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Italian golfer Francesco Molinari has become one of the world’s best golfers, though during his journey many have underestimated him. Even today, at only 5 ft. 8 in., the golfer doesn’t exactly cast an imposing figure. Molinari was born in Turin, Italy, in 1982. He learned the game early in his life with his brother Edoardo Molinari. Edoardo was initially seen as the more talented of the 2, though they both had respectable amateur careers. Despite Francesco’s 2 Italian Amateur titles, it was Edoardo who first turned golf heads when he won the 2005 U.S. Amateur and earned a spot at the 2006 Masters, where Francesco caddied for his brother. However, back in Europe, Francesco would start building a career on the European Tour.
After winning the Italian Match Play Championship in 2004, Molinari made the decision to turn professional. He had earned his place on the 2005 European Tour through qualifying school and had a reasonable first season, finishing 86th. In 2006, Molinari won his first event by taking home the Italian Open at just 23 years old. He began working on his consistency with over 20 top-10 finishes in the coming years, though he would have to wait until 2010 for his next win. By 2009, Molinari was ranked in the top-50 in the world and continued to compete on the European Tour. He would win the 2010 WBC-HSBS Champions to move to number 14 in the world rankings and went on to compete in the 2010 Ryder Cup. While Europe won the affair, Molinari could only claim one win while teamed up with brother Edoardo, while also losing his singles match to Tiger Woods. Molinari would have some revenge in 2012 when he halved his rematch with Woods, earning Europe the decisive point to finish their comeback from 10-6 down to win 14½-13½ in what has been called the “Miracle at Medina”. It would not be Molinari’s last memorable moment in the Ryder Cup.
Though undoubtedly well known to European golf fans, outside of his appearances at the Ryder Cup Molinari was not very well known to American fans. In 2013 and 2014, Molinari chose to compete in some PGA Tour events, never winning but claiming several top-20 finishes including 6th at the 2014 Players Championship. That was good enough to earn Molinari a PGA Tour card and allowing him to play more events in America. Molinari continued to show improvement, winning European Tour events in 2016 and securing 2 second-place finishes. However, it was 2018 that would prove to be the career year for Molinari and propel him into stardom. It started with a win at the European Tour’s BMW PGA Championship in May, followed by his first PGA Tour win at the Quicken Loans National on July 1st. This rich vein of form then continued to the Open Championship, also in July, when Molinari came from 3 shots back to claim his first major championship. The win was the first major won by an Italian golfer and Molinari saw his profile rise quickly. He then won the European Tours equivalent to the FedEx Cup known as the Race to Dubai. But Molinari was not through yet. Playing at the 2018 Ryder Cup, Molinari became the first golfer to win 5 matches in a single tournament by winning all his doubles matches (paired with English golfer Tommy Fleetwood) and a singles match against Phil Mickelson. Molinari has started 2019 in much the same way, winning the Arnold Palmer Invitational and continuing to show why he is one of today’s best golfers.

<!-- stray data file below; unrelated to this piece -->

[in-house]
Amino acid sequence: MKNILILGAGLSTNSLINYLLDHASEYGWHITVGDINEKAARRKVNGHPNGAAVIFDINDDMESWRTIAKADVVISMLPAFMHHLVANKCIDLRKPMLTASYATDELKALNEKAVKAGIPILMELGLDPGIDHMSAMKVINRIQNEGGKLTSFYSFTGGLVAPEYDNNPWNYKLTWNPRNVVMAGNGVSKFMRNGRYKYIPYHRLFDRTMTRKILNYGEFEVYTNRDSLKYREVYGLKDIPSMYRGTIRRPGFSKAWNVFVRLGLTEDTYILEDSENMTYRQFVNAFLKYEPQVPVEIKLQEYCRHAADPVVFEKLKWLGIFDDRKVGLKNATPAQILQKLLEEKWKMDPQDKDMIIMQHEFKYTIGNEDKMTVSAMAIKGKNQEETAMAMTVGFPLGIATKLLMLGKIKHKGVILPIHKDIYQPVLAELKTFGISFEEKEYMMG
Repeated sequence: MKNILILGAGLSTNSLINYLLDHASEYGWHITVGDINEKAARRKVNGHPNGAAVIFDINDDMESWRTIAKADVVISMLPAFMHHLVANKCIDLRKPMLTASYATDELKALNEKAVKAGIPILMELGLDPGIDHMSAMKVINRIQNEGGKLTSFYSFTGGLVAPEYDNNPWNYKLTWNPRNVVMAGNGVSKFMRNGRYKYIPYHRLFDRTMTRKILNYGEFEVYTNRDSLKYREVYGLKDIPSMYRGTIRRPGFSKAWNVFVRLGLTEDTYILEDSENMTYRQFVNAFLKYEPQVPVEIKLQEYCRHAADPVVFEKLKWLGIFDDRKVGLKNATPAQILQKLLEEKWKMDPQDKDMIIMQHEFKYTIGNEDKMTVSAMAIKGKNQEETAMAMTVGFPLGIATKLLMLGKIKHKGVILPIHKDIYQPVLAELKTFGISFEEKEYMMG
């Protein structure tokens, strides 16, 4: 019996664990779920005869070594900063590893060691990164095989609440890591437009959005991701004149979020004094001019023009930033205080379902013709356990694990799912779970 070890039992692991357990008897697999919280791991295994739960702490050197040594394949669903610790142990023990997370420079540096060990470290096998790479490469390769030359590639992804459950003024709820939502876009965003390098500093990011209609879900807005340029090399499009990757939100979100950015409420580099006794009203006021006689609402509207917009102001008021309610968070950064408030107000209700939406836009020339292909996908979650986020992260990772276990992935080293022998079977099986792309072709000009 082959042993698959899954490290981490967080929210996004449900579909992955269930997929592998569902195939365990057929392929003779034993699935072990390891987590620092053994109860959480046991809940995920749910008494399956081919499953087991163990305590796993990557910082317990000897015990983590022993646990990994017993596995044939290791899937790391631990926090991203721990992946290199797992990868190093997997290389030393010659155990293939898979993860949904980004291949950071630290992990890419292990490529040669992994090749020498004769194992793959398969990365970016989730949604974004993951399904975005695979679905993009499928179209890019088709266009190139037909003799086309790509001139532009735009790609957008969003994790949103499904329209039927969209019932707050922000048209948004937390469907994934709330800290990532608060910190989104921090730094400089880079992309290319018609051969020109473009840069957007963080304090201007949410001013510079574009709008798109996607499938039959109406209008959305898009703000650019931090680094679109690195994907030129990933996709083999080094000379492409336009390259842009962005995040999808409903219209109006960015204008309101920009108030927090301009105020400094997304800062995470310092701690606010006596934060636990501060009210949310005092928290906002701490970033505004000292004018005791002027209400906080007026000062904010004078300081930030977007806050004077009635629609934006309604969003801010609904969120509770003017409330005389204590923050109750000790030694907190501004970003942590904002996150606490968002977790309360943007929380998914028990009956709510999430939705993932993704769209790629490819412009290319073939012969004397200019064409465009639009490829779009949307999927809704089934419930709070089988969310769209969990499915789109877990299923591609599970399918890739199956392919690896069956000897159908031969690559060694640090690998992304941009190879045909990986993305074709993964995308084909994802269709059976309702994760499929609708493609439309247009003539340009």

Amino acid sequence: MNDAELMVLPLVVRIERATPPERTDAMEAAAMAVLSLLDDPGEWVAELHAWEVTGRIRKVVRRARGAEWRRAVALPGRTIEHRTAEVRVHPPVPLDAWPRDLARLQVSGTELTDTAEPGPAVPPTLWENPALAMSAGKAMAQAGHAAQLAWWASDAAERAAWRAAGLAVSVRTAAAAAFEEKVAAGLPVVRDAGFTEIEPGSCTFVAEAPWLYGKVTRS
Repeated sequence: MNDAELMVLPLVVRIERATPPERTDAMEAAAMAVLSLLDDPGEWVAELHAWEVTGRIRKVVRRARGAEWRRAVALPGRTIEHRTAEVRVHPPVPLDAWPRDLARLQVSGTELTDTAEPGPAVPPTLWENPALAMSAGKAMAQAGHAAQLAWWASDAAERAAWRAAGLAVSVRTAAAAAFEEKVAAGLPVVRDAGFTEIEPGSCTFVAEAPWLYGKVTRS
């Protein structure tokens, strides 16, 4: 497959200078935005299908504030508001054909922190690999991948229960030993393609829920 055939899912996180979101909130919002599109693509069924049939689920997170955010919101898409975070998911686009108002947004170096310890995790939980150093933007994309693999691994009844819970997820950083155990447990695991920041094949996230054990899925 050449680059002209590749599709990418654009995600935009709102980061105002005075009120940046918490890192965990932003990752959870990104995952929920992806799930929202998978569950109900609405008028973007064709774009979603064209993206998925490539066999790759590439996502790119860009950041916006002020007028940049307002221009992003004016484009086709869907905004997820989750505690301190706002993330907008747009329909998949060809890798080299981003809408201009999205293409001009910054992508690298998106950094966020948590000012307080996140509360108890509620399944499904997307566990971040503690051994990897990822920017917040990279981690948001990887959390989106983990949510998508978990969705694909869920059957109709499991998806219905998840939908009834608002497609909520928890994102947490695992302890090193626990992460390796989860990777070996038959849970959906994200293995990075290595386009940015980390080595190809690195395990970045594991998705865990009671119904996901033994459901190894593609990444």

The following are the clubs Molinari used to win the 2019 Arnold Palmer Invitational. Molinari is sponsored by Callaway and all his equipment except his putter are made by Callaway. His driver is a Callaway Epic Flash Sub Zero (Mitsubishi Tensei CK Blue), 9 degrees while his 3-wood is a Callaway Epic Flash Sub Zero, 13.5 degrees. Molinari also uses a hybrid Callaway Apex, 20 degrees. He uses 2 kinds of irons, with his 5-Pitching Wedge being Callaway Apex MB 18, and his 4-iron a Callaway Apex Pro 19. Molinari uses 3 Callaway Mack Daddy 4 wedges at 50, 56 and 60 degrees. Last, he uses an Odyssey Toulon Madison Stroke Lab and a Callaway Chrome Soft X ball.
Francesco Moliari shares some tips for getting more distance off the tee by addressing golfers to shift the focus away from pure arm and shoulder strength and focus more on creating a smooth powerful swing. Start with focusing on turning your torso fully during your backswing in order to generate as much power as possible. One way that Molinari accomplishes this is by turning his front foot from a traditional perpendicular position to instead turn face slightly toward the target line. This, Molinari asserts, allows for more hip rotation and thus more speed in the downswing. It also allows for your hips to rotate through the ball, again generating more speed. Next, Molinari does another peculiar thing: he lifts his front heel during his backswing. Molinari has admitted that he lacks flexibility in his back and that by lifting his heel he can compensate for that lack of flexibility. Molinari began using these tips and has seen his average distance increase over 20 yards. While these tips are not for everyone, they are worth trying the next time you're on the range to see if Molinari’s techniques work for our swing as well.
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